A new infrared image taken with one of the European Southern Observatory's (ESO) most advanced telescope recently revealed the Helix Nebula in a new light. The photo is indeed unlike anything we've seen before, and the ESO astronomy group is extremely happy with the way it turned out.
There's no doubt about it, the planetary nebula indeed looks like a giant eye in space, complete with extremely-fine details. Capturing all these data was only made possible through the use of the ESO Visible and Infrared Survey Telescope for Astronomy (VISTA).
The 4.1-meter telescope is located in Chile, at the Paranal Observatory, and was inaugurated in December 2009. Since then, it has captured some amazing views of the Universe, but its latest is by far the most remarkable, scientists agree.
Thanks to its remarkable piercing power, the observatory was able to pierce right through the thick layers of cosmic dust and interstellar gas obscuring the nebula, and imaged its most intimate structures.
One can easily discern the thin tendrils of gas that make up what looks exactly like the pupil of an eye. When observed in optical wavelengths, these cold nebular gas filaments are invisible. An additional reason for why the Helix Nebula reveals its secrets is that it's very close by.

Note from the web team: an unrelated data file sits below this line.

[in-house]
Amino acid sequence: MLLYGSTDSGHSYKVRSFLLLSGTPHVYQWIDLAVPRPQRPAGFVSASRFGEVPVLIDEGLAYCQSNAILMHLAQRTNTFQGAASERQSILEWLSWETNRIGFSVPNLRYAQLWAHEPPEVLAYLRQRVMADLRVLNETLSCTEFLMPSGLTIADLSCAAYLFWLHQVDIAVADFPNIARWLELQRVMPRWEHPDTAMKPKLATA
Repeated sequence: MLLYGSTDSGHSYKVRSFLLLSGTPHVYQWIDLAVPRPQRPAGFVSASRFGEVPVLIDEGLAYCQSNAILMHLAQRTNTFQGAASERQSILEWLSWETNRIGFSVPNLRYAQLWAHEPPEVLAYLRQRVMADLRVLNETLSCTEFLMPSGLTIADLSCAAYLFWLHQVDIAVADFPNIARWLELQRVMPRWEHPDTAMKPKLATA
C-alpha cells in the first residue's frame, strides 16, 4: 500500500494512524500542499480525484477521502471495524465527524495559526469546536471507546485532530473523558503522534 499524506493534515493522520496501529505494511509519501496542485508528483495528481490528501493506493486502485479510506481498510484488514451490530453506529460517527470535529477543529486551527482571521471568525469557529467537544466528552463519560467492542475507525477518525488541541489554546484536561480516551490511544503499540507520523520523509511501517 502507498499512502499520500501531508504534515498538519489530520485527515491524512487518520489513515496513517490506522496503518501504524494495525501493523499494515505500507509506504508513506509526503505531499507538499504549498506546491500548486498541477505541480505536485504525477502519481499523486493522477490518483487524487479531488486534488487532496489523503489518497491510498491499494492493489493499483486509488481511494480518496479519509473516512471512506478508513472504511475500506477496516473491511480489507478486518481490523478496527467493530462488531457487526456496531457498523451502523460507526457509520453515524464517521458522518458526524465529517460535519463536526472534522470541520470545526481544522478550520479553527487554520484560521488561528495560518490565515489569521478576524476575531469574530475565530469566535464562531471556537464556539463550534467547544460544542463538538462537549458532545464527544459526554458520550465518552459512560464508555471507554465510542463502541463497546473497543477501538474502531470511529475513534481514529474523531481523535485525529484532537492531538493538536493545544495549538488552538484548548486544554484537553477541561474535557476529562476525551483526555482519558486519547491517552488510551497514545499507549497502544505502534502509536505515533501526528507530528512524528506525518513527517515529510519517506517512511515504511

Astronomers catalog it as a planetary nebula, but this classification has nothing to do with planets. The name stuck to this class of structures after early astronomers thought they were viewing large gas giants through their primitive telescopes.
In the particular case of the Helix Nebula, which is also known by the less-catchy name of NGC 7293, the mystery surrounding it comes from the fact that it appears very large even on small telescopes, while at the same time remaining very faint. It is located no more than 700 light-years away.
“Even though they look tiny, these strands of molecular hydrogen, known as cometary knots, are about the size of our Solar System,” a recent statement from ESO investigators reveals.
“The molecules in them are able to survive the high-energy radiation that emanates from the dying star precisely because they clump into these knots, which in turn are shielded by dust and molecular gas,” the document goes on to say.
ESO is celebrating its 50th anniversary throughout 2012, which means that we could expect a lot more observations of this type by the end of the year.